If you’re like most people, you’ve been going to a doctor since you were born, and perhaps were not aware whether you were seeing a D.O. (osteopathic physician) or an M.D. (allopathic physician). You may not even be aware that there are two types of physicians in the United States.
The fact is that both D.O.s and M.D.s are fully qualified physicians licensed to perform surgery and prescribe medication. Is there any difference between these two kinds of doctors? Yes and no.
D.O.s and M.D.s are alike in many ways:
- Both osteopathic physicians and allopathic physicians complete four years of basic medical education.
- After medical school, both osteopathic physicians and allopathic physicians can choose to practice in a specialty area of medicine— such as pediatrics, family practice, psychiatry, surgery or obstetrics—after completing a residency program (typically two to six years of additional training)
- Both osteopathic physicians and allopathic physicians must pass comparable state licensing examinations.
- Osteopathic physicians and allopathic physicians both practice in fully accredited and licensed health care facilities.
However, it is the ways that osteopathic physicians and allopathic physicians are different that can bring an extra dimension to your family’s health care.
D.O.s bring something extra to medicine:
- Osteopathic schools emphasize training students to be primary care physicians.
- D.O.s practice a “whole person” approach to medicine. Instead of just treating specific symptoms or illnesses, they regard your body as an integrated whole.
- Osteopathic physicians focus on preventive healthcare.
- D.O.s receive extra training in the musculoskeletal system-your body’s interconnected system of nerves, muscles and bones that make up two-thirds of its body mass. This training provides osteopathic physicians with a better understanding of the ways that an injury or illness in one part of your body can affect another. It gives D.O.s a therapeutic and diagnostic advantage over those who do not receive additional specialized training.
- D.O.s offer their patients the most comprehensive care available in medicine today.
More than a century of unique care
Osteopathic medicine is a unique form of American medical care that was developed in 1874 by Dr. Andrew Taylor Still. Dr. Still was dissatisfied with the effectiveness of 19th Century medicine. He believed that many of the medications of his day were useless or even harmful. Dr. Still was one of the first in his time to study the attributes of good health so that he could better understand the process of disease.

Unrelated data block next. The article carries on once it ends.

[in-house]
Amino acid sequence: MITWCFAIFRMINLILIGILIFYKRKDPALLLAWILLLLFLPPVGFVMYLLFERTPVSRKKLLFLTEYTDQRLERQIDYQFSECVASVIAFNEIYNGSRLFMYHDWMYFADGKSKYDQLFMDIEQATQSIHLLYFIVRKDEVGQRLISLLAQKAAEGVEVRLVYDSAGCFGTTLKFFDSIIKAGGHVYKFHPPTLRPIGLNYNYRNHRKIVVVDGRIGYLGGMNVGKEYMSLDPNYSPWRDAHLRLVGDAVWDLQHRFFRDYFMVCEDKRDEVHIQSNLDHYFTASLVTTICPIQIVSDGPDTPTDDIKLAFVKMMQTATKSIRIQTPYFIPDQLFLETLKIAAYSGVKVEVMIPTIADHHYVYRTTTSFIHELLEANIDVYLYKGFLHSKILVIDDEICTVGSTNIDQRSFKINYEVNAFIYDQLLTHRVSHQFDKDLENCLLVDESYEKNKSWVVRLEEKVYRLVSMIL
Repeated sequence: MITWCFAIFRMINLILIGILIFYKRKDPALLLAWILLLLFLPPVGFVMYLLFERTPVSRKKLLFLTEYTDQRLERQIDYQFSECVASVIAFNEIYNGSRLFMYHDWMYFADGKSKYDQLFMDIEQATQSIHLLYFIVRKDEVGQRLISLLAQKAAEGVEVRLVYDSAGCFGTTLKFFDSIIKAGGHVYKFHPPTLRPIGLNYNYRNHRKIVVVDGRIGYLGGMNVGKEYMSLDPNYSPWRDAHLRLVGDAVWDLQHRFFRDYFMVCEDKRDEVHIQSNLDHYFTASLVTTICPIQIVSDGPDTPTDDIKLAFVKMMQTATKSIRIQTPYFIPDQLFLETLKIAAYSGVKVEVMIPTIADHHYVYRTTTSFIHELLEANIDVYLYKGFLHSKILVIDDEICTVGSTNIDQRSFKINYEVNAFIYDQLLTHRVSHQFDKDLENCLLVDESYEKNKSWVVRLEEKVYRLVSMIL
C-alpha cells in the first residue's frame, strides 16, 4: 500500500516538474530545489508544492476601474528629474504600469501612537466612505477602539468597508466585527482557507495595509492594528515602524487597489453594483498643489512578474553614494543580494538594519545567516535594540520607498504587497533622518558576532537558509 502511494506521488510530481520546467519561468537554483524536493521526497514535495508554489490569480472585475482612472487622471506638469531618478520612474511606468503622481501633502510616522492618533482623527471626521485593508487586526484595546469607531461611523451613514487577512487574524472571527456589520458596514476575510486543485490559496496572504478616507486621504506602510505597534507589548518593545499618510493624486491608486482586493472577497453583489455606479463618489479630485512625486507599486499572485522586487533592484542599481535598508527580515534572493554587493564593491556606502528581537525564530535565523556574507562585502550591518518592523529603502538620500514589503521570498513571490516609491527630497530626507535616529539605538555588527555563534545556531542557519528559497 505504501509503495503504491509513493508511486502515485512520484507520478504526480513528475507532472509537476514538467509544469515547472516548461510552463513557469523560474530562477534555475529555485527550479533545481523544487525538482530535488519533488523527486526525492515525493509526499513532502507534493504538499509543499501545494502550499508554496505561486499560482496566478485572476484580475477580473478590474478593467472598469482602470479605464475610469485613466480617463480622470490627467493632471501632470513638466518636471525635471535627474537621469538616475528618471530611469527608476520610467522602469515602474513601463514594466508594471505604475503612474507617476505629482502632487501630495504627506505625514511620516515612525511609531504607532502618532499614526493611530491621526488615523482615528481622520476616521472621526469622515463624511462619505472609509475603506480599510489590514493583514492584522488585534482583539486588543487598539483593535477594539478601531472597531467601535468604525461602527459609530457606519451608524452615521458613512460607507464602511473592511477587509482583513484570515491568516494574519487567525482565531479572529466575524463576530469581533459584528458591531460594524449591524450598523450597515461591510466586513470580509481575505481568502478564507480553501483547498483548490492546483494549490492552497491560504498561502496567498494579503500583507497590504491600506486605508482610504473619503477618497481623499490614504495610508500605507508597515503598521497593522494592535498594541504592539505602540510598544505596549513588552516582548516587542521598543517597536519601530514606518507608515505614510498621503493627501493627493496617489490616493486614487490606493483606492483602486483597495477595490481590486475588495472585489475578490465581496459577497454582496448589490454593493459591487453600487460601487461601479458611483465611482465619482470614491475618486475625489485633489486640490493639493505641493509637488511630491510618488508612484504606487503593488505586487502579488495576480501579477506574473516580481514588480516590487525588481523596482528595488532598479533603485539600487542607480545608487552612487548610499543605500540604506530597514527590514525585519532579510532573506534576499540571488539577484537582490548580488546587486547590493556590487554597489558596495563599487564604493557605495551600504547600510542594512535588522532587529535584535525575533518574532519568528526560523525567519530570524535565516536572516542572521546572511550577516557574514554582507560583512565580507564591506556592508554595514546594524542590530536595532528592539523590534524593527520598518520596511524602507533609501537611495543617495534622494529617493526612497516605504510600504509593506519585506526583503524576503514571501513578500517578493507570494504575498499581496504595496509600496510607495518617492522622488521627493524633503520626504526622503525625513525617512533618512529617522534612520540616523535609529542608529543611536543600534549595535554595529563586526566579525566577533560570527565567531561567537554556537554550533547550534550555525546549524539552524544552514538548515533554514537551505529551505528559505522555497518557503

In response, Dr. Still founded a philosophy of medicine based on ideas that date back to Hippocrates, the father of medicine. The philosophy focuses on the unity of all body parts. He identified the musculoskeletal system as a key element of health. He recognized the body’s ability to heal itself and stressed preventative medicine, eating properly and keeping fit.
Dr. Still pioneered the concepts of “wellness” over 100 years ago. In today’s terms, personal health risks—such as smoking, high blood pressure, excessive cholesterol levels, stress and other lifestyle factors—are evaluated for each individual. In coordination with appropriate medical treatment, the osteopathic physician acts as a teacher to help patients take more responsibility for their own well-being and change unhealthy patterns.
21st Century – Frontier Medicine
Just as Dr. Still pioneered osteopathic medicine on the Missouri frontier in 1874, today’s osteopathic physicians serve as modern day medical pioneers. They continue the tradition of bringing health care to areas of greatest need. Approximately 64% of all osteopathic physicians practice in primary care areas such as pediatrics, family practice, obstetrics/gynecology and internal medicine. Many D.O.s fill a critical need for doctors by practicing in rural and medically under served areas.
Today osteopathic physicians continue to be on the cutting edge of modern medicine. D.O.s are able to combine today’s medical technology with their ears (to listen caringly to their patients), their eyes (to see their patients as whole persons), and their hands (to diagnose and treat injury as well as illness).